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Archive for the category “business development”

9 ways why job candidates will not stick around – especially not Millennials


9 ways why job candidates will not stick around – especially not Millennials 

Here you are and the economy is still going strong and you need more folks helping you with the additional work. You interview and review like crazy, the candidates you meet are great and you make offers, yet they take other offers instead and you are in pain. You spend excessive amounts of time interviewing and recruiting and your other folks remain overworked and stressed out. You are stumped. Now what?

The problem may lie right under your nose: It typically is your own organization and how you present it during the interview, but more so how your candidates get to perceive you and your company that lets them ultimately decide against you. The following is a list with almost certain interview killers where you will lose even the most desperate candidates:

The candidate gets the feeling that he will be working in a toxic working environment. Symptoms: Your people do not interact with the candidate genuinely or sincerely. The conversation during the interview does not flow and appears not to be candid.

More than two bosses: The future immediate supervisor holds the interview, but the candidate feels that there is somebody else really in charge. Symptoms: During the Q&A the supervisor rarely says or asks anything, or the supervisor is being interrupted constantly by another interviewer constantly.

The candidate first interviews with senior manager(s) and at the time of a second interview are not part of the panel. It leaves the candidate confused and questions the future working environment.

The interview process is not explained and appears to be uncoordinated. This may include but is not limited to scheduling mistakes, not having a clear schedule by which you will need to have hired someone, unclear / uncertain question set, no schedule or process for follow up questions. Bottom line: There is a lot of uncertainty.

The candidate interviews for a job that he feels like he did not apply for. This is a symptom of not having done your homework with a clean and very descriptive job description, no KSA (Knowledge, Skills, Abilities) available. This breeds immediate uncertainty and distrust.

You do not have a hierarchical and functional organizational chart that you can show or at least explain to your interviewee. Worse would be if you cannot explain the processes as well as the inputs and outputs of the position and its stake holders surrounding this position.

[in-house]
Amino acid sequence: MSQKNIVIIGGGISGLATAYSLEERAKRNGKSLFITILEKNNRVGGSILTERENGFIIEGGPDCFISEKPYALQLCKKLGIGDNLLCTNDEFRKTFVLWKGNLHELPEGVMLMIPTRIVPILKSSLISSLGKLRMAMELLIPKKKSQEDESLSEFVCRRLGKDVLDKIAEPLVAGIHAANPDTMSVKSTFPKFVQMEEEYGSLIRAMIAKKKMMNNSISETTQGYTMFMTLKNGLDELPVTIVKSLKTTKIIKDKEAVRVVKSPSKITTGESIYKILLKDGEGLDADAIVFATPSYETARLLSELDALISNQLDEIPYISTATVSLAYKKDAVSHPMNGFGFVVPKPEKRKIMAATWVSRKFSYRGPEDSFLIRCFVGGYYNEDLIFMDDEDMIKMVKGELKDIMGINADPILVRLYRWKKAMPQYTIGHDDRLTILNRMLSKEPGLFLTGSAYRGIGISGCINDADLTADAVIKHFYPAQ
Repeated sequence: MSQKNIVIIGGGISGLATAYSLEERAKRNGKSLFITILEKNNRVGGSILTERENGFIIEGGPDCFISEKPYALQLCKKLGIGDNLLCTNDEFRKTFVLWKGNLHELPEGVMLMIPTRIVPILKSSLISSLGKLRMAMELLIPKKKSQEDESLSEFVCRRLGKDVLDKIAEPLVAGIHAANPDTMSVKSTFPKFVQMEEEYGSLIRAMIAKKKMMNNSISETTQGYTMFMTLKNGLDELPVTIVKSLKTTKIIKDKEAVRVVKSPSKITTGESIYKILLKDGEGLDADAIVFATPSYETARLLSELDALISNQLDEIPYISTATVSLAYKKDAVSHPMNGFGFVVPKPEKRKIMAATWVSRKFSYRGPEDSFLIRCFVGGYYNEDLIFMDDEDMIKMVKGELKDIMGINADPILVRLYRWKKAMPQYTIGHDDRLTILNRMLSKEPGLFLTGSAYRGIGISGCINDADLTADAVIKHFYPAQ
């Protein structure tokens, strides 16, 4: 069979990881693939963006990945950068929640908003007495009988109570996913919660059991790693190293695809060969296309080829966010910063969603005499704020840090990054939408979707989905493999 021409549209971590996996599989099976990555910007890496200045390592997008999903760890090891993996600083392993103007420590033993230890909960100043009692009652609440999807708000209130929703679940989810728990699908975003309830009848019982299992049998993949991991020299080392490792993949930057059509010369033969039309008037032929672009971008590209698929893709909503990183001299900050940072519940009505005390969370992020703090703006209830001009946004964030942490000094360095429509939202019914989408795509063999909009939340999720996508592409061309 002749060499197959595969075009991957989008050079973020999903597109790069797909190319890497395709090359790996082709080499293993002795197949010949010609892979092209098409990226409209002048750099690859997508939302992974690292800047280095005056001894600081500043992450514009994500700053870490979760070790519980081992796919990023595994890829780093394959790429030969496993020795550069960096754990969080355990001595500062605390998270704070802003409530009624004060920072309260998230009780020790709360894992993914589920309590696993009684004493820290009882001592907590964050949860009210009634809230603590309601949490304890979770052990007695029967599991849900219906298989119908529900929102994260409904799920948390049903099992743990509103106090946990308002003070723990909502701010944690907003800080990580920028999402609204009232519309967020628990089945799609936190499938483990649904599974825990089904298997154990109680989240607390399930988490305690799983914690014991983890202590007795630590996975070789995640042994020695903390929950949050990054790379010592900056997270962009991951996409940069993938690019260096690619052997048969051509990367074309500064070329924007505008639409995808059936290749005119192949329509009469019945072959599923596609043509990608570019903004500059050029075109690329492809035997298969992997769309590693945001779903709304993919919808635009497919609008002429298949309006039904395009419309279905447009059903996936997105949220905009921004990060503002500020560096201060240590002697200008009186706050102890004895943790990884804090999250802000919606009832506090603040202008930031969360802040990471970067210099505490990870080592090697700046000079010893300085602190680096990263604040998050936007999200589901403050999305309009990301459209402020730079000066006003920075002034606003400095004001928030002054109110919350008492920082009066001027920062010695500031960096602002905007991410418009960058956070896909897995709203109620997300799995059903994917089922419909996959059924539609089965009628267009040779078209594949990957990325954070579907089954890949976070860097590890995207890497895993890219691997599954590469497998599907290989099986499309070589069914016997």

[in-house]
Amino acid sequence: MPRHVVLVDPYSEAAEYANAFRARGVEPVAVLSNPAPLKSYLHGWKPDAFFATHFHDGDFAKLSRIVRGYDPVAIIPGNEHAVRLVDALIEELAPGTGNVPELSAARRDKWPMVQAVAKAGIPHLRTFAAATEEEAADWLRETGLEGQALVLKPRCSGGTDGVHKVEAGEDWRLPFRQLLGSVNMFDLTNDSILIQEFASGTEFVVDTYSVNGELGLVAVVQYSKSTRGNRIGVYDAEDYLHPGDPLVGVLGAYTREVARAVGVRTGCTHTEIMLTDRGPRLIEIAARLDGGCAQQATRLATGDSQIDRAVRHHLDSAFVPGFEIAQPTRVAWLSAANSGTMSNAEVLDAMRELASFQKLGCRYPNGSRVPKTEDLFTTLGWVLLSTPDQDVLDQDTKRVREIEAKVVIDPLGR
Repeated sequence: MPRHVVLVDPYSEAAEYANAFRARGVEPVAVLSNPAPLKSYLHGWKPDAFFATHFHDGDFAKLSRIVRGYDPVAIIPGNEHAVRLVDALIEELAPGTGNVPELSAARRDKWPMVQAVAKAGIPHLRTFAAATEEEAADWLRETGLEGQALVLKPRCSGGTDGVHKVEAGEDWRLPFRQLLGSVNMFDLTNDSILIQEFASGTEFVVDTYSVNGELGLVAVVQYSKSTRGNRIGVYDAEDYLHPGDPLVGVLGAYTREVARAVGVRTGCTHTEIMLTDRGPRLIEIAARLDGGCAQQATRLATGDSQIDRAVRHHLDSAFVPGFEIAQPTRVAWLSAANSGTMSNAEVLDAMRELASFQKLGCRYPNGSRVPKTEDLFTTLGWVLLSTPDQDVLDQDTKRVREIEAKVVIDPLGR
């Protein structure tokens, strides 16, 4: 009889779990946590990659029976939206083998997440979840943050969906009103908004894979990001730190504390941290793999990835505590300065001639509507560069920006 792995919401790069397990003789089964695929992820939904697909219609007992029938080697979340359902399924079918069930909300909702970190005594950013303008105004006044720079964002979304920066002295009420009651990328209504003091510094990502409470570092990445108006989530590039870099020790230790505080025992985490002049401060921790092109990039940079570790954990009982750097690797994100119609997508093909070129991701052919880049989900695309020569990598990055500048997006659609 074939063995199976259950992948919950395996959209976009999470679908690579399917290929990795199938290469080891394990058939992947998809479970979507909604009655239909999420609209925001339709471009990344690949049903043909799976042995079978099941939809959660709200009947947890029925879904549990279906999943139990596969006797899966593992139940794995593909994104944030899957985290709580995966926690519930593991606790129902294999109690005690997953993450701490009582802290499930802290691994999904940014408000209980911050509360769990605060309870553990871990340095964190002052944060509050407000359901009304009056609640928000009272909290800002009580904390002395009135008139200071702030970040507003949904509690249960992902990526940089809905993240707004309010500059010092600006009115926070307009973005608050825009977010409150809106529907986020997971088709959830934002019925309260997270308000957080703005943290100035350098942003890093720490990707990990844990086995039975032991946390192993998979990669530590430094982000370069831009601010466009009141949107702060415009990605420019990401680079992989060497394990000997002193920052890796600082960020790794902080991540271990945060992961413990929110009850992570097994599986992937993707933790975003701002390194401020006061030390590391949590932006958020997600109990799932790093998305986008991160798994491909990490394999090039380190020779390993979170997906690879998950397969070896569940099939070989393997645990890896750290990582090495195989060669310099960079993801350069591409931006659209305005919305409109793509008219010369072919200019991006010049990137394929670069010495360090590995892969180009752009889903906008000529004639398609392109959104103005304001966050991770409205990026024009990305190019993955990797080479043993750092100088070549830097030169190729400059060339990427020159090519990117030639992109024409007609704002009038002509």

You do not have a question catalog based off of the KSA and job description as well as dealing with the cultural fit. Symptoms: You stumble through questions that you need to think through while you interview the candidate. That leads to lack of focus and you talking more than the candidate, but he is left to wonder about you and the organization.

You do not have a second or third interview with the candidate set up as a panel interview where you have future stake holders and at least one subject matter neutral employee help interview the candidate. Now the candidate only has a chance to meet one person. Having a panel interview provides many important clues to the candidate as to what working together might look and feel like.

The interviewee is not treated nicely while waiting at the lobby. Do not laugh or discount this one. How your employees talk about your organization and how they treat the candidate is treated when coming in and while she waits will immediately put a permanent lower score and doubt into the mind of the interviewee.

Do any of the above scenarios sound familiar to you? You may be surprised to find no pay or benefit package related issues here even though you may hear that exactly those supposedly led the candidate to decline your offer. That may or may not have been the issue. You will need to raise your emotional intelligence antennae and scan for deeper rooted issues.

How do you get out of these potential issues is as simple as turning weaknesses and threats around from SWOT excercises: You take them and turn them around and make strengths and opportunities out of them. This is best done with internal resources as this becomes more organic and self-sustainable. Do something now!

Ralf

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If you are a GenX or BabyBoomer business owner/ leader you may want to read this post


If you are a GenX or BabyBoomer business owner/ leader you may want to read this post 

I am just flabbergasted by how many fellow business leaders belonging to the above-mentioned generations who are not embracing Millennials in the work place. They are outright shunning them because Millennials are “lazy, entitled, pampered, unreliable, immature” and so many other not so nice things.

This is just crazy! GenX and BabyBoomer business leaders behave a bit like the last generation of dinosaurs – they may not know it, but they will go extinct eventually. Millennials represent the majority of the workforce already. It will not be long before GenZ folks are knocking at business doors seeking employment. Are you going to shun them also?